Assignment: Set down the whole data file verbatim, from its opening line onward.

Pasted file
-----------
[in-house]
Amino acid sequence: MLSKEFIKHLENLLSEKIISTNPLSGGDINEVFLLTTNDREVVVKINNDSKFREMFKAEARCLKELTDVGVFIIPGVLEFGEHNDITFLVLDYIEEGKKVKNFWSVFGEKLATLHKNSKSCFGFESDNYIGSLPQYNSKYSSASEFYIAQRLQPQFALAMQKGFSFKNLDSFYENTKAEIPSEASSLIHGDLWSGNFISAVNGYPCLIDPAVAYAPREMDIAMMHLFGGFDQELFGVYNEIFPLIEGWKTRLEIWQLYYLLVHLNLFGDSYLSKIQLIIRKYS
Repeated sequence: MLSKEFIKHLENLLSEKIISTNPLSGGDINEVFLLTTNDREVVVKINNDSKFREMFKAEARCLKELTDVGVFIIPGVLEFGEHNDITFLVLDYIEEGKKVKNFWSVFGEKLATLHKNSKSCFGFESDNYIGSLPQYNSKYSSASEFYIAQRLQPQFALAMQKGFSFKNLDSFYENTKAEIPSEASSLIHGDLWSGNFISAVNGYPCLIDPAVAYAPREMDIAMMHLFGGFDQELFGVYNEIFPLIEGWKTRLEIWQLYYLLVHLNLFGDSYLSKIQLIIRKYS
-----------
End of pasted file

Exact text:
[in-house]
Amino acid sequence: MLSKEFIKHLENLLSEKIISTNPLSGGDINEVFLLTTNDREVVVKINNDSKFREMFKAEARCLKELTDVGVFIIPGVLEFGEHNDITFLVLDYIEEGKKVKNFWSVFGEKLATLHKNSKSCFGFESDNYIGSLPQYNSKYSSASEFYIAQRLQPQFALAMQKGFSFKNLDSFYENTKAEIPSEASSLIHGDLWSGNFISAVNGYPCLIDPAVAYAPREMDIAMMHLFGGFDQELFGVYNEIFPLIEGWKTRLEIWQLYYLLVHLNLFGDSYLSKIQLIIRKYS
Repeated sequence: MLSKEFIKHLENLLSEKIISTNPLSGGDINEVFLLTTNDREVVVKINNDSKFREMFKAEARCLKELTDVGVFIIPGVLEFGEHNDITFLVLDYIEEGKKVKNFWSVFGEKLATLHKNSKSCFGFESDNYIGSLPQYNSKYSSASEFYIAQRLQPQFALAMQKGFSFKNLDSFYENTKAEIPSEASSLIHGDLWSGNFISAVNGYPCLIDPAVAYAPREMDIAMMHLFGGFDQELFGVYNEIFPLIEGWKTRLEIWQLYYLLVHLNLFGDSYLSKIQLIIRKYS